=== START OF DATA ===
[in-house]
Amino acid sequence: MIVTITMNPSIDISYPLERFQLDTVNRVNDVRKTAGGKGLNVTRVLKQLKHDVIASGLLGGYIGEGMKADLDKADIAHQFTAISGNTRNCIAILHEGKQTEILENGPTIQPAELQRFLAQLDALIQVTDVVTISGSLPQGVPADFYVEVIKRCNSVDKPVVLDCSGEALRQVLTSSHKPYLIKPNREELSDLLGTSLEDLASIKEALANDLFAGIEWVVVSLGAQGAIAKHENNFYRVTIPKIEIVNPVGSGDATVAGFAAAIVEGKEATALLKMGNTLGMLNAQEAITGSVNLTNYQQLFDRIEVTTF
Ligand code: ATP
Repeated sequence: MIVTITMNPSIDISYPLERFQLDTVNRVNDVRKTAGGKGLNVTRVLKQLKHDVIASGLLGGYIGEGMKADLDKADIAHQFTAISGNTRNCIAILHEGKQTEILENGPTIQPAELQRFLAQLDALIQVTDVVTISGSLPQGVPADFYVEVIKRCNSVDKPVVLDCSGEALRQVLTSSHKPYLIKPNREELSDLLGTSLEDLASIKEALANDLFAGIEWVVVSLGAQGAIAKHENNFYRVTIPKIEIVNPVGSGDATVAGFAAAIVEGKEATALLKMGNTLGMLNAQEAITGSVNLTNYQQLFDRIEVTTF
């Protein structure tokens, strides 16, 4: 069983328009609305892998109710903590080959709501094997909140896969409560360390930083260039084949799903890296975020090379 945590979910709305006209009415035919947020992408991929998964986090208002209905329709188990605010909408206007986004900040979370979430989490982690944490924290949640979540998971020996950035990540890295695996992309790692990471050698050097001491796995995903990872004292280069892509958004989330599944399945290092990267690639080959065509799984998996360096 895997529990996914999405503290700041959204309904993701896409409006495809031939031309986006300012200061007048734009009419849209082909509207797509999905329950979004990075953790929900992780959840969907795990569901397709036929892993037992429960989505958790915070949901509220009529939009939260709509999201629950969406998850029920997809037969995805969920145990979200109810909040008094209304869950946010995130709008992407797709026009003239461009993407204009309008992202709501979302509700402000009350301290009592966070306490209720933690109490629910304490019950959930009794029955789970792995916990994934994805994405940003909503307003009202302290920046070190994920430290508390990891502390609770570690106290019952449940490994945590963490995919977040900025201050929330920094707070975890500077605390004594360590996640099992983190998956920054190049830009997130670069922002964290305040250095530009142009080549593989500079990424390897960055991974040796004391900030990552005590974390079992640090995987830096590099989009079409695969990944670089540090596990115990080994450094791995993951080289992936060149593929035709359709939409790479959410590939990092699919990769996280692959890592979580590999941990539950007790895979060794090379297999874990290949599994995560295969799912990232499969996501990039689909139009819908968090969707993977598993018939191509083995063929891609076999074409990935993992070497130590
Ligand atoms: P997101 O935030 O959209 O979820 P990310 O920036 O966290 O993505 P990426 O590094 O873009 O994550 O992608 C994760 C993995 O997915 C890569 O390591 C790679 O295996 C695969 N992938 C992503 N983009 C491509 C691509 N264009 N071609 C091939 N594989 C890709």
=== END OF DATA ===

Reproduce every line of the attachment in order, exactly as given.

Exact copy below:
[in-house]
Amino acid sequence: MIVTITMNPSIDISYPLERFQLDTVNRVNDVRKTAGGKGLNVTRVLKQLKHDVIASGLLGGYIGEGMKADLDKADIAHQFTAISGNTRNCIAILHEGKQTEILENGPTIQPAELQRFLAQLDALIQVTDVVTISGSLPQGVPADFYVEVIKRCNSVDKPVVLDCSGEALRQVLTSSHKPYLIKPNREELSDLLGTSLEDLASIKEALANDLFAGIEWVVVSLGAQGAIAKHENNFYRVTIPKIEIVNPVGSGDATVAGFAAAIVEGKEATALLKMGNTLGMLNAQEAITGSVNLTNYQQLFDRIEVTTF
Ligand code: ATP
Repeated sequence: MIVTITMNPSIDISYPLERFQLDTVNRVNDVRKTAGGKGLNVTRVLKQLKHDVIASGLLGGYIGEGMKADLDKADIAHQFTAISGNTRNCIAILHEGKQTEILENGPTIQPAELQRFLAQLDALIQVTDVVTISGSLPQGVPADFYVEVIKRCNSVDKPVVLDCSGEALRQVLTSSHKPYLIKPNREELSDLLGTSLEDLASIKEALANDLFAGIEWVVVSLGAQGAIAKHENNFYRVTIPKIEIVNPVGSGDATVAGFAAAIVEGKEATALLKMGNTLGMLNAQEAITGSVNLTNYQQLFDRIEVTTF
């Protein structure tokens, strides 16, 4: 069983328009609305892998109710903590080959709501094997909140896969409560360390930083260039084949799903890296975020090379 945590979910709305006209009415035919947020992408991929998964986090208002209905329709188990605010909408206007986004900040979370979430989490982690944490924290949640979540998971020996950035990540890295695996992309790692990471050698050097001491796995995903990872004292280069892509958004989330599944399945290092990267690639080959065509799984998996360096 895997529990996914999405503290700041959204309904993701896409409006495809031939031309986006300012200061007048734009009419849209082909509207797509999905329950979004990075953790929900992780959840969907795990569901397709036929892993037992429960989505958790915070949901509220009529939009939260709509999201629950969406998850029920997809037969995805969920145990979200109810909040008094209304869950946010995130709008992407797709026009003239461009993407204009309008992202709501979302509700402000009350301290009592966070306490209720933690109490629910304490019950959930009794029955789970792995916990994934994805994405940003909503307003009202302290920046070190994920430290508390990891502390609770570690106290019952449940490994945590963490995919977040900025201050929330920094707070975890500077605390004594360590996640099992983190998956920054190049830009997130670069922002964290305040250095530009142009080549593989500079990424390897960055991974040796004391900030990552005590974390079992640090995987830096590099989009079409695969990944670089540090596990115990080994450094791995993951080289992936060149593929035709359709939409790479959410590939990092699919990769996280692959890592979580590999941990539950007790895979060794090379297999874990290949599994995560295969799912990232499969996501990039689909139009819908968090969707993977598993018939191509083995063929891609076999074409990935993992070497130590
Ligand atoms: P997101 O935030 O959209 O979820 P990310 O920036 O966290 O993505 P990426 O590094 O873009 O994550 O992608 C994760 C993995 O997915 C890569 O390591 C790679 O295996 C695969 N992938 C992503 N983009 C491509 C691509 N264009 N071609 C091939 N594989 C890709």